Daily Deadline: A Little More Action, Please
October 11, 2011

[with contributions from Matthew O'Brien and Darius Tahir] As noted below, the Senate votes on President Obama’s jobs bill tonight. And although Democrats have more than 50 votes in their caucus, it’s not clear they’ll get 50 votes for this bill. President Obama takes a lot of grief for political timidity and, at least some of the time, he deserves it. But if Democrats can’t get 50 tonight, that’s not on him. In the last few weeks, he’s said all the right things and made all the right moves. And it still might not be enough. That’s the reality of our political system.

Are Senate Democrats Really That Stupid?
October 11, 2011

Are Senate Democrats really foolish enough not to line up behind President Obama's jobs bill?  Quite possibly. On Tuesday night, Majority Leader Harry Reid will try to bring the newly revised package to a vote. He won't succeed, because the chamber's 47 Republicans will vote unanimously to filibuster it. And it takes only 40 to succeed. But if Reid can get just 50 Democrats to signal their support by voting to break that filibuster, then the Democrats will have a powerful rhetorical weapon.

My Week at the National Conservative Student Conference
August 11, 2011

Day 1 The giant, disembodied heads of Ronald Reagan and William F. Buckley glared down at me; they knew I was up to no good. It was the opening banquet of the National Conservative Student Conference, and I couldn’t even find a seat. I wandered through the crowd at the Hyatt Regency: flags, blue mood lighting, white tablecloths, white people, and bowties.

Debating Obama's Ransom
August 01, 2011

My evaluation of the debt ceiling deal is decidedly mixed, and many liberals are deeply unhappy. Dave Weigel wittily captures the spirit in his liberal denunciation mad lib: I am [outraged/fed up/fixin’ to vomit] at the news of this [sellout/betrayal/Chekovian drama of political adultery]. While I have yet to see all the details of this plan, it may be the worst piece of legislation since [the Kansas/Nebraska compromise/the Enabling Act/the one that renamed a rest stop in New Jersey after Howard Stern].

The CEO Pay Explosion And Football Coaches, A Case Study
March 30, 2011

One factor behind the astonishing rise of CEO pay over the last several decades is a kind of Lake Wobegon effect, after the famous Garrison Keiler joke about a town in which all the children are above average. When a Board of Directors decides the pay level for its CEO, it usually first consults the average compensation for peer companies. Since nobody believes, or wants to admit, they hired a below average CEO, the board invariably picks a number at or (more commonly) above the average.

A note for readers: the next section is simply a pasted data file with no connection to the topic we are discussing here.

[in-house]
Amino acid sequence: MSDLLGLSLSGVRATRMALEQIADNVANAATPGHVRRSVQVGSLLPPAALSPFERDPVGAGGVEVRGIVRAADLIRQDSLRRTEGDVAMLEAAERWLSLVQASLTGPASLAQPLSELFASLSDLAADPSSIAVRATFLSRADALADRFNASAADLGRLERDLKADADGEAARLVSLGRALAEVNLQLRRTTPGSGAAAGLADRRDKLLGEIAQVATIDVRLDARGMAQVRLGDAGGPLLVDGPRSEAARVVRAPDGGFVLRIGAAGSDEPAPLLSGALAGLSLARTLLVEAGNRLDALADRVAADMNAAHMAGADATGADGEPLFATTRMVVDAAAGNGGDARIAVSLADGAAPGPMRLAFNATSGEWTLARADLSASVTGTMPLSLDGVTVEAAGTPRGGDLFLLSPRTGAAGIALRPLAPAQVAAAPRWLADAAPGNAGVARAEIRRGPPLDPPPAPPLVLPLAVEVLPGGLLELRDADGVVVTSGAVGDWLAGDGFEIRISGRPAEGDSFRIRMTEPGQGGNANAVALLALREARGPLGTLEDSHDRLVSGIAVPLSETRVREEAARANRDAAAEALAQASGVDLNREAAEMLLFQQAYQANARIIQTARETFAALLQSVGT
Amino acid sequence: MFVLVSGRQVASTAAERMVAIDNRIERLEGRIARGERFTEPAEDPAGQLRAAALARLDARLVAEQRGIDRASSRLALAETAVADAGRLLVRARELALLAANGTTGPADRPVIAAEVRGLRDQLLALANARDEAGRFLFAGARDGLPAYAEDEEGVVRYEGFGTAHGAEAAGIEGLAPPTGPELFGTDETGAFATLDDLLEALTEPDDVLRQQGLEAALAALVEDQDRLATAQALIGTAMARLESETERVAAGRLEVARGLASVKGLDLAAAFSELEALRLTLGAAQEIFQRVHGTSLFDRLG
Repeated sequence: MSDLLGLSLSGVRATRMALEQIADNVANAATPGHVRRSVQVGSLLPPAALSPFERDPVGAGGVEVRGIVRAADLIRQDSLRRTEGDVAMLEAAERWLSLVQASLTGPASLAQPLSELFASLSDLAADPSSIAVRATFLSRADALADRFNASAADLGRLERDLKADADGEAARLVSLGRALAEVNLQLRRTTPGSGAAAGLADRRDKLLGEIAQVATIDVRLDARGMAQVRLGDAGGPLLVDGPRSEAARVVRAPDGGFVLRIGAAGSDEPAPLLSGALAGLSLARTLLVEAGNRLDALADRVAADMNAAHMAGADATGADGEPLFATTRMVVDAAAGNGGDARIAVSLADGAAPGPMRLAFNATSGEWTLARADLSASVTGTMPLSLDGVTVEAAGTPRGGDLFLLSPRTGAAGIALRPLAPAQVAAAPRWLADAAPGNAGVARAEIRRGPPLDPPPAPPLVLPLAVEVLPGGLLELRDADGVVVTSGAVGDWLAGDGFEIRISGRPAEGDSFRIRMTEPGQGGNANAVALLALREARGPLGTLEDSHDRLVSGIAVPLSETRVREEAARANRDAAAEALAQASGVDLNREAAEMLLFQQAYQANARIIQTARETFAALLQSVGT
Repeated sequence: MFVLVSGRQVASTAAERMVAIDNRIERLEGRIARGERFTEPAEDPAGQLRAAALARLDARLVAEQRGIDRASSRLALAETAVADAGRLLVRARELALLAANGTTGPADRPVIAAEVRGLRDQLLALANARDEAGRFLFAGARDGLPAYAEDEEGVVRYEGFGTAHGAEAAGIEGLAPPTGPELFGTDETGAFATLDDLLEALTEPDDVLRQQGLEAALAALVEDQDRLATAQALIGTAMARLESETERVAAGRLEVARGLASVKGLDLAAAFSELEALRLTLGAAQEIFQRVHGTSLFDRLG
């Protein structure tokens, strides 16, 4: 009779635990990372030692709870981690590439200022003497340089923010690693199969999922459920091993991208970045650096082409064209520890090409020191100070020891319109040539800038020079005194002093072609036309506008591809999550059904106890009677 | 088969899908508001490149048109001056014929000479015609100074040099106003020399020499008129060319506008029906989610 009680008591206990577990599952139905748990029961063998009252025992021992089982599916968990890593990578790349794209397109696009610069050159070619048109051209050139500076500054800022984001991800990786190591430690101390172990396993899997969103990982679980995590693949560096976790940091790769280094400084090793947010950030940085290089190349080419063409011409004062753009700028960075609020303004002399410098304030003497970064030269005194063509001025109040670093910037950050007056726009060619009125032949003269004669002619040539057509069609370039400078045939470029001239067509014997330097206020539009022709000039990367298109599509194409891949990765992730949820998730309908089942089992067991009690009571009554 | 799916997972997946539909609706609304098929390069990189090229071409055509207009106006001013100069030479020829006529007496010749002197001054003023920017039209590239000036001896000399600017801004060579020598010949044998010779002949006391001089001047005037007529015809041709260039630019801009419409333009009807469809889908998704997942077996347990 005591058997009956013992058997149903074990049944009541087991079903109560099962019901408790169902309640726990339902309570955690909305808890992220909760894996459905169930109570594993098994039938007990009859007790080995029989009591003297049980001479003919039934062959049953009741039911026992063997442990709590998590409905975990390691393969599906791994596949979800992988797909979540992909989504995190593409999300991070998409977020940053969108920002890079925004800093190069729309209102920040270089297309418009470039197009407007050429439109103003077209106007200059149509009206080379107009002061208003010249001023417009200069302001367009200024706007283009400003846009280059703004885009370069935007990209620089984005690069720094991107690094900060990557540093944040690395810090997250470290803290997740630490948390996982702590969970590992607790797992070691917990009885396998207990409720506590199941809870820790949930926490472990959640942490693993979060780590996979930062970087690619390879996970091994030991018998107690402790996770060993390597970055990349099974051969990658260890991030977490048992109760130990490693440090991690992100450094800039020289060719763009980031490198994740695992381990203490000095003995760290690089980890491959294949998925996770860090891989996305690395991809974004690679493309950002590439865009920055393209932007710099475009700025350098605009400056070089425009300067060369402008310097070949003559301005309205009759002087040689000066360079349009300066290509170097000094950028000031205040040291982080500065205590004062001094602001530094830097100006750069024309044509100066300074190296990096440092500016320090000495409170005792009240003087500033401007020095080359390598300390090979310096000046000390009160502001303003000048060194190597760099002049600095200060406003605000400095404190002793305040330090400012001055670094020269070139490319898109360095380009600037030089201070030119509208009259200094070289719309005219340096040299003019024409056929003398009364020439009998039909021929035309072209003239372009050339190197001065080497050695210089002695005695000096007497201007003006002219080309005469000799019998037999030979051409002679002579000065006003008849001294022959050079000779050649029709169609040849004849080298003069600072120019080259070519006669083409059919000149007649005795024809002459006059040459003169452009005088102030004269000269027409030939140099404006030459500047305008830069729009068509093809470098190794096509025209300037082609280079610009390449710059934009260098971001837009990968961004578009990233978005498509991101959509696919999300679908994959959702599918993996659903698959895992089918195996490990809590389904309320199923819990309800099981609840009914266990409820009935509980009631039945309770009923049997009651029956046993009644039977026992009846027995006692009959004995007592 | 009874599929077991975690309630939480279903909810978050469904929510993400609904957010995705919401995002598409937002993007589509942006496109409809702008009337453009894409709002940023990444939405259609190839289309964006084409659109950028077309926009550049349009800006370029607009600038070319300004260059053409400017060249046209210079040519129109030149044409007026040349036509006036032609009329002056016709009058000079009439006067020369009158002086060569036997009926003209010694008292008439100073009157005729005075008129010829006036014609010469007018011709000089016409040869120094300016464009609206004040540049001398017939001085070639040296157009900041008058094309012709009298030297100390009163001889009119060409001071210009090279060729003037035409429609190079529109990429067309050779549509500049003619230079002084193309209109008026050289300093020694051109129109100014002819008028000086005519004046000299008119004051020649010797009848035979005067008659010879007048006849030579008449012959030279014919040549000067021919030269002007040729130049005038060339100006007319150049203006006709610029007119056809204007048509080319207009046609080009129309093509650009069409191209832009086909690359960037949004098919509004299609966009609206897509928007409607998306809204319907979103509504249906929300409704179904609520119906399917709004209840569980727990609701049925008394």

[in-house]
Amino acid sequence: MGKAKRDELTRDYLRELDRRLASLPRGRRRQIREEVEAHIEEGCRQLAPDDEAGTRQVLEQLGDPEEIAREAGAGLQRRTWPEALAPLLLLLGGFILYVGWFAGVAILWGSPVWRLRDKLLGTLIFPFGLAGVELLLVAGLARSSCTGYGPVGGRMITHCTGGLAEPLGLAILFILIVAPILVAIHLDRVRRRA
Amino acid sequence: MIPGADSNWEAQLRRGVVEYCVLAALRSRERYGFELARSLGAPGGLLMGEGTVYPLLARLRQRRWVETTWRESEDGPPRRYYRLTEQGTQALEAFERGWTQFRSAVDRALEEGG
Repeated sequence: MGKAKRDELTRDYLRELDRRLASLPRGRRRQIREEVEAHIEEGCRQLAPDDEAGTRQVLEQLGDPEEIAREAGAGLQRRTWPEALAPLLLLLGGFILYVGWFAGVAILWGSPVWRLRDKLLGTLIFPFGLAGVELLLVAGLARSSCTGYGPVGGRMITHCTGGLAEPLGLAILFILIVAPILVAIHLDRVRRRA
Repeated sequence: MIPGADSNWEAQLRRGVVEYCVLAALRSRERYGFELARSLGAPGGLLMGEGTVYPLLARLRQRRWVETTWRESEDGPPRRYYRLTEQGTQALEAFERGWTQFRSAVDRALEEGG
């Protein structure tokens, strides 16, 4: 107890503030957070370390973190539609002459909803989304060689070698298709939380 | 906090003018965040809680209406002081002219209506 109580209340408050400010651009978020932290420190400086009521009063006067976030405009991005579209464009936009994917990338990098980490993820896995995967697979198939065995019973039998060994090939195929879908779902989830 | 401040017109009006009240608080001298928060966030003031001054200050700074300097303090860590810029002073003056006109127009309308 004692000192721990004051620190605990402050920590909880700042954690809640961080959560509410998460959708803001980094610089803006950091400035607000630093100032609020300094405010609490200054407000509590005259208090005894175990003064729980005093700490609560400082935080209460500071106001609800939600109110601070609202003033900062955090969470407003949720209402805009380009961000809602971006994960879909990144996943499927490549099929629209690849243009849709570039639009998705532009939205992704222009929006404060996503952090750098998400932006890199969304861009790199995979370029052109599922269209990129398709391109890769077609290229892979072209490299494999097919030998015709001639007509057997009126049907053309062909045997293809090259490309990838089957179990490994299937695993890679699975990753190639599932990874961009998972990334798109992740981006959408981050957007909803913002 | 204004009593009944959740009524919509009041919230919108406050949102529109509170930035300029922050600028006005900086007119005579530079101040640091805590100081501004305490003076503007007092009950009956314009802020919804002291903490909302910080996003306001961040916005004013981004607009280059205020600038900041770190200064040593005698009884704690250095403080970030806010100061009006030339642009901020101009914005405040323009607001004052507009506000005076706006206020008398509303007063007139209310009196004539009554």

Defending Obama on Taxes
December 07, 2010

Why is Obama giving Republicans an extension of upper income tax cuts when polls show Americans overwhelmingly oppose them? Maybe because those polls don't translate into leverage on Capitol Hill. Political scientist and blogger Brendan Nyhan makes the case: First, public opinion in more conservative states is likely to be less favorable to Obama's original position than national polls.

You Thought Passing Health Reform Was Hard? Try Repealing It.
December 02, 2010

My latest column for Kaiser Health News: Critics of health care reform this week thought they would get their first win in the campaign to repeal the Patient Protection and Affordable Care Act. Instead they got a lesson in just how politically challenging a wholesale repeal might be. At issue was an obscure, but unpopular, provision within the new health law that requires businesses to file 1099 tax forms anytime they purchase goods or services worth more than $600. The idea is to collect income taxes from the vendors producing those goods and services -- taxes many vendors avoid paying now.

Function, Form, and the Metropolitan Future
September 14, 2010

The National Journal and The Atlantic just published the second supplement in its "next economy" series entitled: "the geography of opportunity." The lead essay chronicles the ongoing "war over the future" between urban gurus Joel Kotkin and Richard Florida: a contest between suburbs and cities, sprawl, and density, Middle America and the coasts, the metropolis and the megaregion. What to make of all this? Who is right?

For THIS Congress Might Defund Public Health?
September 12, 2010

Should we promote public health by providing extra funds for HIV prevention, cancer screening, flu vaccination, and the like? Or should we zero out these funds in order to repeal a small health reform provision that clamps down on rampant tax evasion? That’s the choice Congress is likely to face next week.

Why So Many Dems Are On The Wrong Side Of The Class War
September 10, 2010

Yet another poll shows that very strong majorities of Americans want to let the Bush tax cuts that only benefit Americans earning more than $250,000 a year expire. Normally when an issue like this has such lopsided standing with the public, you'll see moderates from the party standing on the unpopular side defect to the popular side.